8. Paul Gallico (1897 – 1976)


Another author chosen almost purely (as well as his wonderful writing of course) based on his love for cats. Purrr!

9.Hilary Mantel


Another engaging lady I would be honoured to meet. She’s so utterly smart and passionate and, let’s face it, although a novelist knows her onions when it comes to the Tudors. Her 2013 speech on the Royals was powerful and just check her hold her own against the patriarch of Tudor historians David Starkey;

10. Ernest Hemingway (1899 – 1961)


Oh Ernest, I’m sure the rumours are true and you were a total pr**k, but cor blimey I’d like to tussle with you. You live loving, hunting, fishing, bullfighting son of a gun.

Which authors would you like to meet in real life? Who have you been lucky enough to meet already?

8 thoughts on “Authors: a review

  1. Great list! I would love to have a natter with Bill Bryson, Sue Townsend and J. K. Rowling. I saw Jon Ronson and Alexander McCall Smith at the Hay Festival this year and although I didn’t have the chance to speak to them personally, they would both very entertaining to listen to.


  2. I just arranged my hubby’s whole Pratchett collection on our shelves today, so I was amused to see him make your list. I still haven’t tried any Discworld novels yet, but they’re all set up in chronological order, so really I have no excuse! I haven’t “met” many authors, though I’ve been through signing lines with a few (David Lodge, Alain de Botton) and seen many through events large or small (John Irving, Rose Tremain, Bill Bryson et al). I second the Bryson nomination above. He is just as witty in person as he is in his books. The night we saw him he was unwell so he didn’t do any signing, though.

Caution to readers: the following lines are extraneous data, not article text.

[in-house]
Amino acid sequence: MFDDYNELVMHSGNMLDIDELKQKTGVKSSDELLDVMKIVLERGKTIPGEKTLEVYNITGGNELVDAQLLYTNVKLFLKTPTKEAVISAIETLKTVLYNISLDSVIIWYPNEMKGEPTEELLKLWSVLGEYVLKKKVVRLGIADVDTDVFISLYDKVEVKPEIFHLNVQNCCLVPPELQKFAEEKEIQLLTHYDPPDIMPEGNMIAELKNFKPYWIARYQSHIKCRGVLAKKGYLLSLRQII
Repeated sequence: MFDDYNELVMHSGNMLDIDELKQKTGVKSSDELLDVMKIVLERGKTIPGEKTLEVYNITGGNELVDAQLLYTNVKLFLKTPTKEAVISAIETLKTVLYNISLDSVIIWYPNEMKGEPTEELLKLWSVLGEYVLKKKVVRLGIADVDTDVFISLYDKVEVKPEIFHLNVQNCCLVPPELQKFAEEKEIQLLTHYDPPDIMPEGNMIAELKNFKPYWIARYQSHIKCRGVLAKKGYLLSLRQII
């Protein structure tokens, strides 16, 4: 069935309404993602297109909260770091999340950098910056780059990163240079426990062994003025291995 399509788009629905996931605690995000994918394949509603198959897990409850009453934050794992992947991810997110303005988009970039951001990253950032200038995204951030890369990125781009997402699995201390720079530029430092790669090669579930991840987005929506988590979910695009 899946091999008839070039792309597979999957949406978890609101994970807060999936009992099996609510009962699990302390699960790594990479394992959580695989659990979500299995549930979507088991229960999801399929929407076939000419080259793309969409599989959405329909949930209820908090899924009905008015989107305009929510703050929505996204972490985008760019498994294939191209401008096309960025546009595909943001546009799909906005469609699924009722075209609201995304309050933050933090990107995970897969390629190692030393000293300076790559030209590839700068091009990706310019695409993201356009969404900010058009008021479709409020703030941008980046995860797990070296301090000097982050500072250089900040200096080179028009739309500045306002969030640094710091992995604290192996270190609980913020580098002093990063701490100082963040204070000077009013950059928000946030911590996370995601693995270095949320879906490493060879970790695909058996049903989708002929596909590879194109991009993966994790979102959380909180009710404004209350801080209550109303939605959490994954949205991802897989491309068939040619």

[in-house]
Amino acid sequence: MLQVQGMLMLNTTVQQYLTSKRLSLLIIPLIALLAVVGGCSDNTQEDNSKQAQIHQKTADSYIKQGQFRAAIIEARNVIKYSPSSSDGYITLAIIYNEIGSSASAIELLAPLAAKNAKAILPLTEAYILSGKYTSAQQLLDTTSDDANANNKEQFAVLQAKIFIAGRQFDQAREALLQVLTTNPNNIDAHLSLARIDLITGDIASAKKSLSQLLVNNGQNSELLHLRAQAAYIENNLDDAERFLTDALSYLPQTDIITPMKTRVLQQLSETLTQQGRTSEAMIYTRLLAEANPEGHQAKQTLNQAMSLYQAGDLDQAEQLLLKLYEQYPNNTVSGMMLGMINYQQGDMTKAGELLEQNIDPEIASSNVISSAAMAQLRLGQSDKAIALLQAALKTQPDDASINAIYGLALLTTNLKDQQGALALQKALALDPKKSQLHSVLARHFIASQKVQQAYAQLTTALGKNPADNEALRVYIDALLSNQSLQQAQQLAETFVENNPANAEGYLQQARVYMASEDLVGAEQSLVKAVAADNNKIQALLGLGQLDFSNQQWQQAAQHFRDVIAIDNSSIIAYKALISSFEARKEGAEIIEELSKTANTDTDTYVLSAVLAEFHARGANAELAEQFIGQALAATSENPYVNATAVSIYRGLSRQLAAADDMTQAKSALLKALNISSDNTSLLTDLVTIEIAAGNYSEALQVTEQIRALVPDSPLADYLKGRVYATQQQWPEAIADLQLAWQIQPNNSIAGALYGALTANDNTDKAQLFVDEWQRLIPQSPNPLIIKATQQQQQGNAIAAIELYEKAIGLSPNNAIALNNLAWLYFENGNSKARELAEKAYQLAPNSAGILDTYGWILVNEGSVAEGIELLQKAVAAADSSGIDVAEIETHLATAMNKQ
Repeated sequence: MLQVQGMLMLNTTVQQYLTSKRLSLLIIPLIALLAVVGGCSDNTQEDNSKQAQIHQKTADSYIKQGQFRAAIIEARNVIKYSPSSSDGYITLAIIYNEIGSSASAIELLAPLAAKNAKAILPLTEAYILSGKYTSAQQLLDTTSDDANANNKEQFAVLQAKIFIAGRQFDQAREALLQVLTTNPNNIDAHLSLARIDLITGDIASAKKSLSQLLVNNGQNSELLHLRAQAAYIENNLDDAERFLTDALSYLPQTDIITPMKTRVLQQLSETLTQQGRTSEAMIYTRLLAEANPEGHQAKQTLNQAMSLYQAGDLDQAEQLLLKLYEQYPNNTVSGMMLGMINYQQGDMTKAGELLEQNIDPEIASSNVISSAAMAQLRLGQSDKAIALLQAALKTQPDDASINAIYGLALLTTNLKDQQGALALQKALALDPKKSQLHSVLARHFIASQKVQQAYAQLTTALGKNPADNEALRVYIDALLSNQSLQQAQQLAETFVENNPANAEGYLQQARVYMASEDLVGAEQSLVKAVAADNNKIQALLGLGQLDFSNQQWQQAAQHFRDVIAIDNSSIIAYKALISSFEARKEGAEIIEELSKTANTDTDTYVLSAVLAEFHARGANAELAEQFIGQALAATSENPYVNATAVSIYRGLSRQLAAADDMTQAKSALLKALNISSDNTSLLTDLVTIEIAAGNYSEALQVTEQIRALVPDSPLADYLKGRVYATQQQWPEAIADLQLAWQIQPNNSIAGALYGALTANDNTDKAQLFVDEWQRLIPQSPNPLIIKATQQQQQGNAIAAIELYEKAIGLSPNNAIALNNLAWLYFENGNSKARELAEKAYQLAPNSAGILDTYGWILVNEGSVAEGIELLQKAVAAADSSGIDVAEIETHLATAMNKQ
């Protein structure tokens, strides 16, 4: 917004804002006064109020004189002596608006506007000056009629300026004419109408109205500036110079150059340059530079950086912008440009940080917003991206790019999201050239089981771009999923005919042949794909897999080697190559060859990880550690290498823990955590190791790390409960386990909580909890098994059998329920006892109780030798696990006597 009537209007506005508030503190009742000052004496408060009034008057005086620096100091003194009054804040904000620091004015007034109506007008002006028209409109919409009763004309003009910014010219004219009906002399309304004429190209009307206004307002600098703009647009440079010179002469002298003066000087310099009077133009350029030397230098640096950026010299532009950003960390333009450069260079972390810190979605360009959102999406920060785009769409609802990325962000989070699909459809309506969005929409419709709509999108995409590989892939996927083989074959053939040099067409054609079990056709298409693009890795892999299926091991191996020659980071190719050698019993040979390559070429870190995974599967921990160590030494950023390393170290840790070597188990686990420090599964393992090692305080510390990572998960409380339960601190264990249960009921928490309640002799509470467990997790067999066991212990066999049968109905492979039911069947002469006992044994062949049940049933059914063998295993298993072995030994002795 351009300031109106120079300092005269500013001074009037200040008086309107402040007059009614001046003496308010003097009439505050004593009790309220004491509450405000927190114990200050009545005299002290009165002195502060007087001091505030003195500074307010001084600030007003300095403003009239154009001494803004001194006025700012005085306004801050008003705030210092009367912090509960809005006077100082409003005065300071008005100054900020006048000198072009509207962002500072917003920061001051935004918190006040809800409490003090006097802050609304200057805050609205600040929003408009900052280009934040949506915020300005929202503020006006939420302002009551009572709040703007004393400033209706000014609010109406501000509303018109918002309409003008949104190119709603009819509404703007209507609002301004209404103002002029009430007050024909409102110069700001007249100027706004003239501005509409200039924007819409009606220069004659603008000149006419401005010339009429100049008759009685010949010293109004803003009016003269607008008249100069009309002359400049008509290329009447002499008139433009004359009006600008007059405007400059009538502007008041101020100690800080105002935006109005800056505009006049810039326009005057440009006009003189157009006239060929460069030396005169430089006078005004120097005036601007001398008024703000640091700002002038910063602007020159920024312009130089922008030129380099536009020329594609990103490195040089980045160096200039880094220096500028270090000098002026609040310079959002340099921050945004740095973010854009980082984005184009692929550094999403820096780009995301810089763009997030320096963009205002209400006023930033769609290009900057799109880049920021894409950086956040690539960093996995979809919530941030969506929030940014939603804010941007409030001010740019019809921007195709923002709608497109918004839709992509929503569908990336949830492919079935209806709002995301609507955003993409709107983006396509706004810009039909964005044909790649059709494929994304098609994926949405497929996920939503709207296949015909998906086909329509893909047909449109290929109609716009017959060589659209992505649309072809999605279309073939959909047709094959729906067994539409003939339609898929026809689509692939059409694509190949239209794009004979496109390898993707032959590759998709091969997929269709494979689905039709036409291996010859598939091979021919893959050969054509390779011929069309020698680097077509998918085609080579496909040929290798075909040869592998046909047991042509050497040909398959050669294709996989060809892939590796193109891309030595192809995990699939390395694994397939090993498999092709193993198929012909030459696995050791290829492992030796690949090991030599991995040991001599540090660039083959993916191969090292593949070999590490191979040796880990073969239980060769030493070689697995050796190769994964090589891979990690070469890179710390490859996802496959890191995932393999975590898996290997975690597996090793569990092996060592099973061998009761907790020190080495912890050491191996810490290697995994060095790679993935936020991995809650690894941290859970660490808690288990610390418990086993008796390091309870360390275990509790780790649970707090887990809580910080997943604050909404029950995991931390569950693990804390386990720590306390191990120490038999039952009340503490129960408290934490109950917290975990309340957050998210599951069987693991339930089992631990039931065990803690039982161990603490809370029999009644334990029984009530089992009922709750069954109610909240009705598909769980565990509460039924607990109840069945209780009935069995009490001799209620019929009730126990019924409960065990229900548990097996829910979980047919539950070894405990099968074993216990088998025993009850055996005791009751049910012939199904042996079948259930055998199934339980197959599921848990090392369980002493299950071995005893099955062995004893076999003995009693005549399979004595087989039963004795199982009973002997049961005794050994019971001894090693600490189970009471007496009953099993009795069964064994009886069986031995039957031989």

1. Does he have the whole collection? They just look amazing together, which is reason alone to get them organised! Aw, I feel slightly aggrieved I overlooked Bill Byson now. He will definitely make the next list!


      1. We still need a secondhand copy of Witches Abroad. Otherwise I think he has them all, about 3/4 in paperback and the rest in hardback. He used to get a copy of the latest book every year on his birthday from his parents, like clockwork. Sad that can’t happen any more.


  3. Hi!

    Here is my list of authors who I’d like to meet in real life.

    Margaret Atwood – for the same reasons you have posted, if she ever came to Manchester I would definitely go to see her!

    Haruki Murakami – just to know how his mind works and the surreal thoughts that he has.

    F Scott Fitzgerald – just to meet an author who lived through the 20s and 30s – an age I would most of all travel back in time to!

    PG Wodehouse – to meet the man who created Jeeves and Wooster a world which didn’t exist even at the time he wrote the stories, but are still timeless.

    George Orwell – would just love to discuss how many of his ideas in 1984 – Big Brother, Newspeak, Room 101 are now part of the everyday fabric of life.


    1. Great list Mark. I did briefly consider Murakami but felt in the end that he was certainly under the category of potentially spoiling the books. I just don’t want to spoil that magic and surrealism…. Orwell is also an awesome choice. All the better for his love of Jura 🙂